Lionel Messi is so routinely brilliant that it is easy to take a free kick like this one — which he scored in the first half of Barcelona’s Champions League game against PSV on Tuesday — and throw it on the pile of all the other goals he’s scored in his life. This is just what he does.
I implore you: Resist the urge to normalize this. Fight back against the routine nature of these goals. The fact is even Messi himself seems nonplused by them at this point.
Update: Messi added two more for a hat trick in a 4-0 Barcelona win. Of course he did.
Upon first glance this free kick feels nonchalant, the way he takes it, all loopy and sweet. Then you see the angle from behind the free kick and you see the shot wasn’t sweet at all, rather a vicious parabola that sails upward over the wall before being yanked down by that otherworldly topspin and into a maybe square yard of space in the top corner where no keeper could ever hope to get it.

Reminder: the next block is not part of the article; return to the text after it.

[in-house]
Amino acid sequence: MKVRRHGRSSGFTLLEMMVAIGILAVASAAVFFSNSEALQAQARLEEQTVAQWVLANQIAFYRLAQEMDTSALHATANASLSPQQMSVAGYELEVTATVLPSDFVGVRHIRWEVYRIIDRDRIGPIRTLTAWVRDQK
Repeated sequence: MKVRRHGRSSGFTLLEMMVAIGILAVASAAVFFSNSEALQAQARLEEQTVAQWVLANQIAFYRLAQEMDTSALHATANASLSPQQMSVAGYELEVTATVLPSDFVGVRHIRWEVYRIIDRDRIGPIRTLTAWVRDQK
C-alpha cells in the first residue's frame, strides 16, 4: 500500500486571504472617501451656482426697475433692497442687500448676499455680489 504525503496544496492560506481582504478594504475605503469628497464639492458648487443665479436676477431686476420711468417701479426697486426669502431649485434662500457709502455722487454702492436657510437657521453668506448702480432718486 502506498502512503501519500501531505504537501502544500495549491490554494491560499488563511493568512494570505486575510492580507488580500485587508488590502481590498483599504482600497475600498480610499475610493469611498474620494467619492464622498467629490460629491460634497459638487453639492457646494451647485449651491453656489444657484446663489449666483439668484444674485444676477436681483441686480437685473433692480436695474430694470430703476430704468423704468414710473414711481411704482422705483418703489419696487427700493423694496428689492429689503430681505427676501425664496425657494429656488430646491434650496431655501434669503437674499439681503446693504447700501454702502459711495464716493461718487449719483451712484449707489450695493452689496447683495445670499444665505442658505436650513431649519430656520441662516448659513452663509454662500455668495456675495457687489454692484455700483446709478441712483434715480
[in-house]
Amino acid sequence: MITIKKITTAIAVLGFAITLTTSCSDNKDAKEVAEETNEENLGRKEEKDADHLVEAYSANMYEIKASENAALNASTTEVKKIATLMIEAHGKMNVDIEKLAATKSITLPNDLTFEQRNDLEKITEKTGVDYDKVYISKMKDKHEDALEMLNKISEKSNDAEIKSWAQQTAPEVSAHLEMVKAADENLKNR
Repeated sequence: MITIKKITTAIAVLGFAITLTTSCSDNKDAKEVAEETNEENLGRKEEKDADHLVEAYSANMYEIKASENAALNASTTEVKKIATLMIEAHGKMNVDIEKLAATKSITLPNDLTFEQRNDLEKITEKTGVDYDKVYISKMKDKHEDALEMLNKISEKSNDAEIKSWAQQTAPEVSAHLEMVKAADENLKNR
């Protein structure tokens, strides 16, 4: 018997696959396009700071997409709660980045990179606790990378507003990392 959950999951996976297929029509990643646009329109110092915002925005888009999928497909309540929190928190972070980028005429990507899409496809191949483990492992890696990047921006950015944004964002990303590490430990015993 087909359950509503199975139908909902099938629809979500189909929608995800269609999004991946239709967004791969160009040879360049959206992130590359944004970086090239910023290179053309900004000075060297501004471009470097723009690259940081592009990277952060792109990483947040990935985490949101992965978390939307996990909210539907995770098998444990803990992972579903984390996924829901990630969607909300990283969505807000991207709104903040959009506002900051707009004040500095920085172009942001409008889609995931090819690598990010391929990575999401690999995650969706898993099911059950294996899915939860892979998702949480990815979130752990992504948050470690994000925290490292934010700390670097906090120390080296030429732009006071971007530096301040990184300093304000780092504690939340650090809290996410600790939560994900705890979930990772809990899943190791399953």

It is, in fact, a flawless free kick, the type of goal that would be a career highlight for many. For Messi, it’s a moment I’m not sure we’ll be talking about in a day or two, another perfect soccer moment for a man who’s produced countless perfect moments over the last decade and a half.
But, again, it’s hard to get too worked up about all this. I understand it. Especially because Messi himself has never been all that interested in losing his mind over goals like this. Look at his reaction to the goal. He knows it’s heading in as soon as he kicks it. He doesn’t smile much. He jogs to the corner, sticks his hands out, points up to the sky. He hugs his teammates. He waves to a few Barca fans. Then he jogs back to his side and prepares to try and do it again.
When Zlatan Ibrahimovic scores a karate kick, it feels like fireworks are going off. When Cristiano Ronaldo hovers over a free kick, dramatically exposes those thighs, and fires one in the top corner, it feels like you are witnessing A Moment.
When Messi places one in the top corner in the Champions League, he jogs to the sideline and hugs his teammates. It’s just who he is. He’s scored so many, he can’t artificially create that hysteria when he scores another one.
My colleague Zito Madu wrote recently how it’s so important to appreciate geniuses while they’re still playing, so let me just tack on to that and say: Please, continue to geek out over Lionel Messi. Scream and shout and gape at them. Even if he can’t get too fired up about these goals anymore, we can.